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Daily Archives: August 11, 2021

Lighting Supplier Acquired by WAC Subsidiary

PLATTSBURGH, NY — W Schonbek LLC, a wholly owned subsidiary of WAC, has acquired the assets of Swarovski Lighting, Ltd., including the Schonbek Worldwide Lighting brand, the company’s factory in New York and all associated intellectual property, the companies announced.

Terms of the transaction were not disclosed.

“There will be a period of significant investment in the new W plant in Plattsburgh to ensure that it can execute this direction and is able to support products for the WAC, Modern Forms, dweLED, and AiSPiRE brands,” a corporate spokesman said. At the end of this phase of transition, the largest introduction ever of new products under the SCHONBEK brand is expected to be unveiled within the next six months, the spokesman added, noting that W Schonbek and WAC have also hired more than 100 employees at the company’s facility in Plattsburgh, NY.

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Sustainability Initiatives Launched by Formica Corp.

CINCINNATI, OH — Formica Corp., the Cincinnati-based manufacturer of decorative surfacing materials, has announced a suite of new sustainability initiatives, including a goal to achieve net carbon neutrality by 2030.

“Consumers are seeking surfacing options that are better for the planet, and we are laying out a clear and aggressive action plan to meet their expectations,” said Mitch Quint, president of Formica Corp. North America. “While Formica Corp. has always prioritized sustainable practices, the company’s 2019 acquisition by Netherlands-based Broadview Holdings helped accelerate its progress,” Quint added.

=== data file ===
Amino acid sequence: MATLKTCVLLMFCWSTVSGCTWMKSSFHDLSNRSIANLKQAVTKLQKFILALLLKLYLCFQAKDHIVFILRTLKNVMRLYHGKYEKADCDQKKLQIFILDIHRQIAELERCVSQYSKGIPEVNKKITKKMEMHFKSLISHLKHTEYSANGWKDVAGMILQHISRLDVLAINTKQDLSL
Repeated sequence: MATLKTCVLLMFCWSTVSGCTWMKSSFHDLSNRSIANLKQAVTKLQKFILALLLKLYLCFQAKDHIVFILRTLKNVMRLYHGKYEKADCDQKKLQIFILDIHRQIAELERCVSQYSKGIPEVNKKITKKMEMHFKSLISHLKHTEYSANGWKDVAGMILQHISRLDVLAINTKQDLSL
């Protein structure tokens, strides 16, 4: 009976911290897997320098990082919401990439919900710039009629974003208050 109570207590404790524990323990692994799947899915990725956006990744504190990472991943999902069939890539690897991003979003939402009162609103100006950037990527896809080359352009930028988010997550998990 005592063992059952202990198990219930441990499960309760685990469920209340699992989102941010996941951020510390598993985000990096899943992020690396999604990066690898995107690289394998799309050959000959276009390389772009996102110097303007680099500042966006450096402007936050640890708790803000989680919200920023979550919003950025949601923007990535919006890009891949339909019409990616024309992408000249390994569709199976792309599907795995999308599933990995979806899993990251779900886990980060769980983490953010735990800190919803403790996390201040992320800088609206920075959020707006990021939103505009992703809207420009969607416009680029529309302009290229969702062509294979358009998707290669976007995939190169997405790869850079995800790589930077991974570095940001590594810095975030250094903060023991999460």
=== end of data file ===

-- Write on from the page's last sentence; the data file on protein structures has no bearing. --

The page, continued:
As part of its goal to achieve net carbon neutrality by 2030, Formica Corp. said it is aiming for a midpoint benchmark of a 25% reduction of CO2emissions and 10% reduction in primary energy demand by 2026. In addition, the company will pursue a 5% reduction of its water footprint in the next five years.

Alongside its goal to achieve net carbon neutrality, Formica Corp. has pledged to publish its environmental impact data every year, along with its targets and initiatives for the coming year.


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KSI Acquires MI-Based Cabinet Company

BRIGHTON, MI KSI Kitchen & Bath, a leading kitchen and bath design firm in southeast Michigan, has acquired ASA Cabinet Corp. from second-generation owners Steven, Eddie and Mickey Shapiro, the company announced.

Under the terms of the transaction, the Wall Lake, MI-based ASA Cabinet Corp. will become a KSI Kitchen & Bath location. A renovation, scheduled for 2022, “will create a fresh, contemporary showroom experience to welcome additional retail traffic,” KSI said.

“We’re incredibly excited to welcome ASA Cabinets’ associates into the KSI family,” said Tony Achatz, president and CEO of KSI, headquartered in Brighton, MI. “Their combined decades of experience supporting the cabinetry needs of southeast Michigan’s builders will aid us in fulfilling our mission to be a leading provider of home interior products for builders, contractors and consumers.”

ASA Cabinet Corp served as a partner company of ASA Builders Supply, a leading supplier of mouldings, doors and stair parts that was founded in 1952. The Shapiro family will retain ownership of ASA Builders Supply, KSI said.